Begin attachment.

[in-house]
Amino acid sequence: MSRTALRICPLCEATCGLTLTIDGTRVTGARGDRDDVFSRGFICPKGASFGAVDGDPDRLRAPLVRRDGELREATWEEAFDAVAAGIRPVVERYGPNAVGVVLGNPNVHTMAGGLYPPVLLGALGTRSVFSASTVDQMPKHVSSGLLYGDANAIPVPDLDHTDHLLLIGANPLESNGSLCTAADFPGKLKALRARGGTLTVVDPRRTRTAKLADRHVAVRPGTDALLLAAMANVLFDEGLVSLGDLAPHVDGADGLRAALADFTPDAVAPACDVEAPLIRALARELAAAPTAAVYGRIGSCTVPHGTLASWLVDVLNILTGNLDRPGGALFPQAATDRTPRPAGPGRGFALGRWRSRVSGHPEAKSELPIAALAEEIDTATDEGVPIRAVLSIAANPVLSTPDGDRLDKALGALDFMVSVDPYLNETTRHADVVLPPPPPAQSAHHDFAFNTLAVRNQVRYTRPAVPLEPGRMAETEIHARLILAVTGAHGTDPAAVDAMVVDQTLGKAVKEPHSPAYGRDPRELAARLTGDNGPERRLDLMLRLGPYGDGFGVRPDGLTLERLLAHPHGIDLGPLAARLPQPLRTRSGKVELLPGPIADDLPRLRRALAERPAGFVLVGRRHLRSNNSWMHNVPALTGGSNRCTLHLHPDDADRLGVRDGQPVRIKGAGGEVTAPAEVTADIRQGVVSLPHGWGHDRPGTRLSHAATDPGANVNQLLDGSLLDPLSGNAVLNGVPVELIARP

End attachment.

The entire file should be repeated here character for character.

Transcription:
[in-house]
Amino acid sequence: MSRTALRICPLCEATCGLTLTIDGTRVTGARGDRDDVFSRGFICPKGASFGAVDGDPDRLRAPLVRRDGELREATWEEAFDAVAAGIRPVVERYGPNAVGVVLGNPNVHTMAGGLYPPVLLGALGTRSVFSASTVDQMPKHVSSGLLYGDANAIPVPDLDHTDHLLLIGANPLESNGSLCTAADFPGKLKALRARGGTLTVVDPRRTRTAKLADRHVAVRPGTDALLLAAMANVLFDEGLVSLGDLAPHVDGADGLRAALADFTPDAVAPACDVEAPLIRALARELAAAPTAAVYGRIGSCTVPHGTLASWLVDVLNILTGNLDRPGGALFPQAATDRTPRPAGPGRGFALGRWRSRVSGHPEAKSELPIAALAEEIDTATDEGVPIRAVLSIAANPVLSTPDGDRLDKALGALDFMVSVDPYLNETTRHADVVLPPPPPAQSAHHDFAFNTLAVRNQVRYTRPAVPLEPGRMAETEIHARLILAVTGAHGTDPAAVDAMVVDQTLGKAVKEPHSPAYGRDPRELAARLTGDNGPERRLDLMLRLGPYGDGFGVRPDGLTLERLLAHPHGIDLGPLAARLPQPLRTRSGKVELLPGPIADDLPRLRRALAERPAGFVLVGRRHLRSNNSWMHNVPALTGGSNRCTLHLHPDDADRLGVRDGQPVRIKGAGGEVTAPAEVTADIRQGVVSLPHGWGHDRPGTRLSHAATDPGANVNQLLDGSLLDPLSGNAVLNGVPVELIARP